The state’s health sector is going to get an extra R21.5 billion for spending on Covid-19, largely through money moved around in the February budget. Most of it comes from amounts that were previously in the budget and have been “re-prioritized”.
Health Minister Tito Mboweni referred early in his budget speech to the money going to the health sector.
In addition to the R21.5 billion for spending on Covid-19-related healthcare, a further allocation of R12.6 billion was also allocated to the services provided at the forefront of the response to the pandemic, but it is not going to health departments no.
The R21.5 billion was partly re-prioritized from the previous budget and partly from new financing.
Of that amount, R16 billion comes from provinces for Covid-19 and R5.5 billion for the national health department, including conditional re-prioritization grants.
Of the R5.5 billion the department receives for Covid-19, R2.6 billion has been re-prioritized in the department and R2.9 billion is additional funding obtained from elsewhere in the budget.
According to Mboweni, the allocations are based on the epidemiological models drawn up about the pandemic and a cost model for the national health sector for Covid-19 based on the experience of the past 100 days.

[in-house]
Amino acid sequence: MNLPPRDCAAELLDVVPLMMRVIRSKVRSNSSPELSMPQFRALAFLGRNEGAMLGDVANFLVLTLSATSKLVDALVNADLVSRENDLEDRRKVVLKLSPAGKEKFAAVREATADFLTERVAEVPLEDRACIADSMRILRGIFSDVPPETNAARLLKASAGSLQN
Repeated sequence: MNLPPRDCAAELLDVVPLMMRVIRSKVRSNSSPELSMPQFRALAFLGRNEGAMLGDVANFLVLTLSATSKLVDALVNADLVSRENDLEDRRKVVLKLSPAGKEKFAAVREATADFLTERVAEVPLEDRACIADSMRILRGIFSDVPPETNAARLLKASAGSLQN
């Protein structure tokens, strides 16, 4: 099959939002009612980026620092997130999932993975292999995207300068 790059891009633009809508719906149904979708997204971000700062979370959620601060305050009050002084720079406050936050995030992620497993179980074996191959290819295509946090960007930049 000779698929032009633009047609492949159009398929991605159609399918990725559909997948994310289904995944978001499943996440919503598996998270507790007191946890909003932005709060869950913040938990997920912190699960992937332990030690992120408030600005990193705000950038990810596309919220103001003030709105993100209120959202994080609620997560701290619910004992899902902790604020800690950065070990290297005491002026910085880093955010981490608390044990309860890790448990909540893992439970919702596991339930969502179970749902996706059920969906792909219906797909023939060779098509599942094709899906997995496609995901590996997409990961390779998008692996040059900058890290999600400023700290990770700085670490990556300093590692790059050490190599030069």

The budget review said since the budget was announced in February, the response to the virus has become the central priority of the government.
“Because the required health response is greater than originally anticipated, R21.5 billion is allocated to this.”
The health budget in the government’s main budget was R55.5 billion in February and the new budget proposed is R58.4 billion.
The R2.9 billion more that raises the health budget was partly raised by removing money from projects that are under-funded or projects that can be postponed.
Expenditures will be constantly monitored to determine if another adjustment is needed later in the year.
The additional money the program receives is intended for tests, Cuban doctors, contracting with private hospitals, personal protective equipment and thermometers.